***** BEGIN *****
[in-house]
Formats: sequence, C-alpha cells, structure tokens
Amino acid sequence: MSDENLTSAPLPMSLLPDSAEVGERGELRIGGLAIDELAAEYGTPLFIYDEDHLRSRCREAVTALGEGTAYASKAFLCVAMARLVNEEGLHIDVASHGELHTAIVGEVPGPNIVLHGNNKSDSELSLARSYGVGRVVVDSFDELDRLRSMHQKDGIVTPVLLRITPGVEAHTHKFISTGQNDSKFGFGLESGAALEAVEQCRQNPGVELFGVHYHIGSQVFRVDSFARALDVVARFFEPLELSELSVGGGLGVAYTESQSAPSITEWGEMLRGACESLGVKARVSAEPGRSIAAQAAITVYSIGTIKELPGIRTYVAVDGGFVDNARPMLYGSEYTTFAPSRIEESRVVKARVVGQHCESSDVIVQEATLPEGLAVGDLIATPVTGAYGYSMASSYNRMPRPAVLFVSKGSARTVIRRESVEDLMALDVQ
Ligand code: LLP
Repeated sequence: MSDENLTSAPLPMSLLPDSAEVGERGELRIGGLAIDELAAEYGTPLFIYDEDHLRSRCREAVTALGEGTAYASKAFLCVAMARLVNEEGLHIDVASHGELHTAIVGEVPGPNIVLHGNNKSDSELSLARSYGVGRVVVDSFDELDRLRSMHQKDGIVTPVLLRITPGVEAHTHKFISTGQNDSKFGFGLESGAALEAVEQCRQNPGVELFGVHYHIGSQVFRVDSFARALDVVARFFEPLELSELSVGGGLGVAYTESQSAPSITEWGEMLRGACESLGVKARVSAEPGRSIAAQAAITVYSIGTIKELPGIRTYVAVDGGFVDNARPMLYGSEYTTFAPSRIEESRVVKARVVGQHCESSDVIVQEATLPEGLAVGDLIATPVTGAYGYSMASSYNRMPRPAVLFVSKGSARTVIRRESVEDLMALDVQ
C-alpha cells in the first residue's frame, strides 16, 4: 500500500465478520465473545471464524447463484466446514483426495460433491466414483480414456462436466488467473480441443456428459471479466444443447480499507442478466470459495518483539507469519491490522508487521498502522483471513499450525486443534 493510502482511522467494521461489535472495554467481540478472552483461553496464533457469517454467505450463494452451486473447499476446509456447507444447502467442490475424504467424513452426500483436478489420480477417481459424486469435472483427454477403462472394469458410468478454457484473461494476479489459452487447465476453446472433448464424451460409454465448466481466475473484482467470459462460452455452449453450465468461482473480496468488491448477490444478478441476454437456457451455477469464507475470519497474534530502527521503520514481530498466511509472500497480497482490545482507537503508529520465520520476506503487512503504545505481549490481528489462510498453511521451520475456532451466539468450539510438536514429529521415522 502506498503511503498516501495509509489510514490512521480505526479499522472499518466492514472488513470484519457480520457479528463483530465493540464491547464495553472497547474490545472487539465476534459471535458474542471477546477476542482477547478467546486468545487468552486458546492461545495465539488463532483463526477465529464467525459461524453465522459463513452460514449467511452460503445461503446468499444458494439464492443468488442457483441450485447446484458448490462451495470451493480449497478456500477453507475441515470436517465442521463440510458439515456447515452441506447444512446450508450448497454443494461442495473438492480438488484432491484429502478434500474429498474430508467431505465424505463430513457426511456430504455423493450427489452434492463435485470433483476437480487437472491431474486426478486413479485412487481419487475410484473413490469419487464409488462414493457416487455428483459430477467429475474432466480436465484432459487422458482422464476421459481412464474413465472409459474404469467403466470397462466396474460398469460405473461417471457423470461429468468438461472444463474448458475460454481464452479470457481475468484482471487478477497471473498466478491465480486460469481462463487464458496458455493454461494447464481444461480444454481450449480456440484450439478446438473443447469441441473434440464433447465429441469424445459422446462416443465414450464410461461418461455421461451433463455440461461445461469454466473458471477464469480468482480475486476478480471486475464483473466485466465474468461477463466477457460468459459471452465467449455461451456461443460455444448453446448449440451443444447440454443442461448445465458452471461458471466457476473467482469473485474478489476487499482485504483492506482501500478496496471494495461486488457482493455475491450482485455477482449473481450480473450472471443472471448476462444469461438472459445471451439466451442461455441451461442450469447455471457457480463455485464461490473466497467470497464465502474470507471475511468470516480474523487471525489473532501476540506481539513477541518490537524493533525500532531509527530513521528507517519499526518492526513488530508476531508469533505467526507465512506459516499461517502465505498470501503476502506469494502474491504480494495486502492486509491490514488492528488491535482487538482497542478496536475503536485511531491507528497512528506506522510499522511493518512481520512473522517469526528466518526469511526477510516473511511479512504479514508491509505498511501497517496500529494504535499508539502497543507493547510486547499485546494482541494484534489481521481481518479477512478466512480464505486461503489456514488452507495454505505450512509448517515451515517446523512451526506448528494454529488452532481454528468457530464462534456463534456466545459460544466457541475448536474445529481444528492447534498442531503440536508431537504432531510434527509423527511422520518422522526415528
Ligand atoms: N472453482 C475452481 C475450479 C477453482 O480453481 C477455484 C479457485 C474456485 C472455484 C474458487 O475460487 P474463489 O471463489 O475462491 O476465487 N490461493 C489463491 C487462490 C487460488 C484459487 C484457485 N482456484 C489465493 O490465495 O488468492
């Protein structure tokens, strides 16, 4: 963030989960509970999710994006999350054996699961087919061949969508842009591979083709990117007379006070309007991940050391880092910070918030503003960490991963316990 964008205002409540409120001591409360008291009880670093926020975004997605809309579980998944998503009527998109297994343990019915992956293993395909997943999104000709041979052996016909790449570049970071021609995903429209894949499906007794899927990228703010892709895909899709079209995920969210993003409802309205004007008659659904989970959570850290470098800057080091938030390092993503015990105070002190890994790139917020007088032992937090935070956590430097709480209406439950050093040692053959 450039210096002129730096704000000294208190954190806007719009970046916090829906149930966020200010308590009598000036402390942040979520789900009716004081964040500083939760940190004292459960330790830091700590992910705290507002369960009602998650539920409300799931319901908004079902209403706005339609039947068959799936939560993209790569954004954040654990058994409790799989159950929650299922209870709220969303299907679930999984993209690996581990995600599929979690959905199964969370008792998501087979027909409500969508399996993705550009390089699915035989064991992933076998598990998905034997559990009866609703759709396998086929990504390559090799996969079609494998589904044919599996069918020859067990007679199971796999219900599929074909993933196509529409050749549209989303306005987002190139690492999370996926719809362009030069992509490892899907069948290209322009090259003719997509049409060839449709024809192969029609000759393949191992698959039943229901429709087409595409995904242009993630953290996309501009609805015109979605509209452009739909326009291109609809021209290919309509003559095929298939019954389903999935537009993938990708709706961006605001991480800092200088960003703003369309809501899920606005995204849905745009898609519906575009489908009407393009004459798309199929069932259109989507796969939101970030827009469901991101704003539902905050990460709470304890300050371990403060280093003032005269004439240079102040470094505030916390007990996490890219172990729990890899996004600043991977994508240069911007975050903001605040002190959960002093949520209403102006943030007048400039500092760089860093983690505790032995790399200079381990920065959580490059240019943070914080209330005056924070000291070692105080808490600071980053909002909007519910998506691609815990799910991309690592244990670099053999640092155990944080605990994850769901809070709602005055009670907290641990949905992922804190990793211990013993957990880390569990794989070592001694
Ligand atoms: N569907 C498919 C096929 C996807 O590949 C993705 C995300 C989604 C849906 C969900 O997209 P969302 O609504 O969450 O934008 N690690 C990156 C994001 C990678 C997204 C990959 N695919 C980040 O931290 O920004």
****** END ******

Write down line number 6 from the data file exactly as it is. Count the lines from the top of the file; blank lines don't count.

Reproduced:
C-alpha cells in the first residue's frame, strides 16, 4: 500500500465478520465473545471464524447463484466446514483426495460433491466414483480414456462436466488467473480441443456428459471479466444443447480499507442478466470459495518483539507469519491490522508487521498502522483471513499450525486443534 493510502482511522467494521461489535472495554467481540478472552483461553496464533457469517454467505450463494452451486473447499476446509456447507444447502467442490475424504467424513452426500483436478489420480477417481459424486469435472483427454477403462472394469458410468478454457484473461494476479489459452487447465476453446472433448464424451460409454465448466481466475473484482467470459462460452455452449453450465468461482473480496468488491448477490444478478441476454437456457451455477469464507475470519497474534530502527521503520514481530498466511509472500497480497482490545482507537503508529520465520520476506503487512503504545505481549490481528489462510498453511521451520475456532451466539468450539510438536514429529521415522 502506498503511503498516501495509509489510514490512521480505526479499522472499518466492514472488513470484519457480520457479528463483530465493540464491547464495553472497547474490545472487539465476534459471535458474542471477546477476542482477547478467546486468545487468552486458546492461545495465539488463532483463526477465529464467525459461524453465522459463513452460514449467511452460503445461503446468499444458494439464492443468488442457483441450485447446484458448490462451495470451493480449497478456500477453507475441515470436517465442521463440510458439515456447515452441506447444512446450508450448497454443494461442495473438492480438488484432491484429502478434500474429498474430508467431505465424505463430513457426511456430504455423493450427489452434492463435485470433483476437480487437472491431474486426478486413479485412487481419487475410484473413490469419487464409488462414493457416487455428483459430477467429475474432466480436465484432459487422458482422464476421459481412464474413465472409459474404469467403466470397462466396474460398469460405473461417471457423470461429468468438461472444463474448458475460454481464452479470457481475468484482471487478477497471473498466478491465480486460469481462463487464458496458455493454461494447464481444461480444454481450449480456440484450439478446438473443447469441441473434440464433447465429441469424445459422446462416443465414450464410461461418461455421461451433463455440461461445461469454466473458471477464469480468482480475486476478480471486475464483473466485466465474468461477463466477457460468459459471452465467449455461451456461443460455444448453446448449440451443444447440454443442461448445465458452471461458471466457476473467482469473485474478489476487499482485504483492506482501500478496496471494495461486488457482493455475491450482485455477482449473481450480473450472471443472471448476462444469461438472459445471451439466451442461455441451461442450469447455471457457480463455485464461490473466497467470497464465502474470507471475511468470516480474523487471525489473532501476540506481539513477541518490537524493533525500532531509527530513521528507517519499526518492526513488530508476531508469533505467526507465512506459516499461517502465505498470501503476502506469494502474491504480494495486502492486509491490514488492528488491535482487538482497542478496536475503536485511531491507528497512528506506522510499522511493518512481520512473522517469526528466518526469511526477510516473511511479512504479514508491509505498511501497517496500529494504535499508539502497543507493547510486547499485546494482541494484534489481521481481518479477512478466512480464505486461503489456514488452507495454505505450512509448517515451515517446523512451526506448528494454529488452532481454528468457530464462534456463534456466545459460544466457541475448536474445529481444528492447534498442531503440536508431537504432531510434527509423527511422520518422522526415528